With the help of a Davis grant, Amanda Ota and I traveled to India this summer to establish a community garden in the state of Madhya Pradesh. In 2009, MP was recognized by The World Hunger Index as the hungriest state in the world, and it was emphasized in the report that a possible nostrum for this problem was empowering women in the region by providing the tools and education necessary to fight malnutrition and hunger that threatens their families. Amanda and I traveled to India to facilitate early participation in a community centered project, with the hope that by teaching healthy dietary habits and sustainable gardening techniques, we would be providing the education, support, and supplies necessary for such empowerment to occur.
I should admit that neither of us had ever been on an intensive humanitarian trip before. We knew that our summer would be filled with physical and mental challenges, but we never imagined that our trip would be as forcefully connective as it was. As much time as we spent researching India, poring over books and articles and recipes and culture grams, nothing could have prepared us for the reality of what it was to live and bond with an entirely foreign population.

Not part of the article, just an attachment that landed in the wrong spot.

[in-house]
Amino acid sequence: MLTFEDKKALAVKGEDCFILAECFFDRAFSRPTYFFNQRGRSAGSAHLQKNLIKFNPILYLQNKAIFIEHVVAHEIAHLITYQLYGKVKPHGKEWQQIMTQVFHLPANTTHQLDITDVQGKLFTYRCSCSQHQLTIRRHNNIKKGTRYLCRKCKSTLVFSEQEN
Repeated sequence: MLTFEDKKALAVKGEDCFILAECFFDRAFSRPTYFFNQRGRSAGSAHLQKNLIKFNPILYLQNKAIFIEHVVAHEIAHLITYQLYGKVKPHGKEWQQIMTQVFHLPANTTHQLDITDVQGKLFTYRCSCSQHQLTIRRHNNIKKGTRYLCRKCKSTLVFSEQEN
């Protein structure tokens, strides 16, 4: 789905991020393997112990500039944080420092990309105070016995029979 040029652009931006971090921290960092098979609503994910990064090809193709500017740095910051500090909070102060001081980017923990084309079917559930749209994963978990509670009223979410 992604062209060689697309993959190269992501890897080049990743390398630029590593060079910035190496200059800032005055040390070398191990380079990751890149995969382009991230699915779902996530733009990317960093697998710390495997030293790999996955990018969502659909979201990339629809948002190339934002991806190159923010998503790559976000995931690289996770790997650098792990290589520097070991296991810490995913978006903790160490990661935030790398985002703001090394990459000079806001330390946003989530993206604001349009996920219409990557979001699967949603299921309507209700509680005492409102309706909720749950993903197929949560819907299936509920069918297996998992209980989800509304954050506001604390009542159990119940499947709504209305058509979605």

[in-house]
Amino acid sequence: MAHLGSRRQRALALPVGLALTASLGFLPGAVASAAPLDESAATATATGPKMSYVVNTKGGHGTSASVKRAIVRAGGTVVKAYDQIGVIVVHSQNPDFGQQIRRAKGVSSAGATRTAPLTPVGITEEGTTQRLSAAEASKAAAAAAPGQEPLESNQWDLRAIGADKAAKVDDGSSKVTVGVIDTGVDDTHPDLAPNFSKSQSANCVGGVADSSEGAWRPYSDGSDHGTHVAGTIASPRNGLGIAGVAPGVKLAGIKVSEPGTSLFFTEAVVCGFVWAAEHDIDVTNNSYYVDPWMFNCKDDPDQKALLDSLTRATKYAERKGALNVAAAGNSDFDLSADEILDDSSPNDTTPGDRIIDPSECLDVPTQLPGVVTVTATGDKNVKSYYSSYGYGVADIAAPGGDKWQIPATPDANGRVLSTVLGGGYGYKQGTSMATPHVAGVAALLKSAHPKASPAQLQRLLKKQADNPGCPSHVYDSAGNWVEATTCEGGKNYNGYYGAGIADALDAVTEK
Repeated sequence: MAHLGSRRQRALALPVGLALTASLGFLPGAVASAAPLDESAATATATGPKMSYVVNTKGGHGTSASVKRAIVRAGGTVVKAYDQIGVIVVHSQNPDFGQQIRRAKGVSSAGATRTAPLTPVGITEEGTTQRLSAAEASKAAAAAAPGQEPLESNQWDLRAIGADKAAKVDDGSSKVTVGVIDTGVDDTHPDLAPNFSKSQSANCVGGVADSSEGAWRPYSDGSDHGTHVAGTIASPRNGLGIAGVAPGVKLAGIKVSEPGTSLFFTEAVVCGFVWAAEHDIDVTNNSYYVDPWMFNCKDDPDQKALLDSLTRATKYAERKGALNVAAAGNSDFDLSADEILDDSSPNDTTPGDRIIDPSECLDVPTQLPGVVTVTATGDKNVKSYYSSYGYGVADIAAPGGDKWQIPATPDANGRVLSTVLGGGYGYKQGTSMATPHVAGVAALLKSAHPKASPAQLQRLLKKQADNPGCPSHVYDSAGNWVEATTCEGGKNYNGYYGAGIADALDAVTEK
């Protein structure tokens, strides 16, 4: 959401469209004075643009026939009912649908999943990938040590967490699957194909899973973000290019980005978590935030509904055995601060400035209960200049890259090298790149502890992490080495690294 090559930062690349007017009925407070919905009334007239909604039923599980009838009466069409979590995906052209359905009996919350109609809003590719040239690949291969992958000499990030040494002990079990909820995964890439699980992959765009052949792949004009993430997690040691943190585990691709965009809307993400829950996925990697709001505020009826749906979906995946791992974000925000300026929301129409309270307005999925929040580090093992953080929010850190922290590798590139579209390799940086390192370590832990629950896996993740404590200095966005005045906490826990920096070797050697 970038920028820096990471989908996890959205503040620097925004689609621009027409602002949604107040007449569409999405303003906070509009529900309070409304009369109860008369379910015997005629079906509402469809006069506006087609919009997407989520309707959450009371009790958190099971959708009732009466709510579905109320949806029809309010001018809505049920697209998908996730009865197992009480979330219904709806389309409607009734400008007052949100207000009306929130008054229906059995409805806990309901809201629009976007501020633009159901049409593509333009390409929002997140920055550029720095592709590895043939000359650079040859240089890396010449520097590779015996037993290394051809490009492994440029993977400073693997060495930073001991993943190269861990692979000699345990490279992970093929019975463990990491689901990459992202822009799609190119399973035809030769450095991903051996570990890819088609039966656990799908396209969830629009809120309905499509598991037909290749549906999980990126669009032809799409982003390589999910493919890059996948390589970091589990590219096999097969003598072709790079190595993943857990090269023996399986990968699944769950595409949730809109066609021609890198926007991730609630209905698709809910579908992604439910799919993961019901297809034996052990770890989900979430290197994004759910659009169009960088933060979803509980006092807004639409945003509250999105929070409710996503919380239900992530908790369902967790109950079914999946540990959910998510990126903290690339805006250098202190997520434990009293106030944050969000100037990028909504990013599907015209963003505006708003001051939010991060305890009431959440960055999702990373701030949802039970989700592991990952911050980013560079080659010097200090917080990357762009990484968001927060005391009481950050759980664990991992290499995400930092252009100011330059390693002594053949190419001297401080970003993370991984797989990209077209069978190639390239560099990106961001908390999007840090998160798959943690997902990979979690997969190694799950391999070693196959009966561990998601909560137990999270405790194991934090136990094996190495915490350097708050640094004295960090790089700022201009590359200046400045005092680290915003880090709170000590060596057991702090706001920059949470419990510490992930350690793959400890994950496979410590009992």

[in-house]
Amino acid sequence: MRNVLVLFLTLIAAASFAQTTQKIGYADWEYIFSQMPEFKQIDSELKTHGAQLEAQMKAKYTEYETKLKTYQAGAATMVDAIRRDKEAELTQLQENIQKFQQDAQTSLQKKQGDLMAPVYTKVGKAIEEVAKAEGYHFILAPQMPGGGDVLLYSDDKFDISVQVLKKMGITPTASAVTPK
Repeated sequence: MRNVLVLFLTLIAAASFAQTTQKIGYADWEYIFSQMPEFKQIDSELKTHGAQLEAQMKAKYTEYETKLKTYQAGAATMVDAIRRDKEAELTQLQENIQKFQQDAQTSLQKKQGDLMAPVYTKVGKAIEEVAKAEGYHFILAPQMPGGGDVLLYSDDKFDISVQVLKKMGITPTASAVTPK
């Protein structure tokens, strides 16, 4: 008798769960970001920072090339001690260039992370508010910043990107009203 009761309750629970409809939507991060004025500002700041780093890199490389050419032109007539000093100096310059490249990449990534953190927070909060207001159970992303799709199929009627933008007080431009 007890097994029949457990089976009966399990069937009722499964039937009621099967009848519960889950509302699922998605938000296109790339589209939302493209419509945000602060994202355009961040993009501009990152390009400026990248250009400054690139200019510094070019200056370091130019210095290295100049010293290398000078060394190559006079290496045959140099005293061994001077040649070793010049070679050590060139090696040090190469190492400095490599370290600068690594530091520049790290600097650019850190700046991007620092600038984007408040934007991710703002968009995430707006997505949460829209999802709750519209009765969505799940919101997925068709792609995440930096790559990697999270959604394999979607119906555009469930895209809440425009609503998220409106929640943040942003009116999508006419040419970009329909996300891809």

We were infatuated by a community of people who will likely never escape the struggle that is survival, but who positively glowed with smiles and love and humor; with life. I think we needed to be walked all over by the ‘differentness’ of another culture before we could understand how lucky we are to have been born where and how and when we were. Our attempts to assimilate, to be Indian, entertained the village we grew to love, and I realize it was because they appreciated that we were trying. They loved us for just being there, and we loved them for dealing with us, and really that’s all that will ever matter.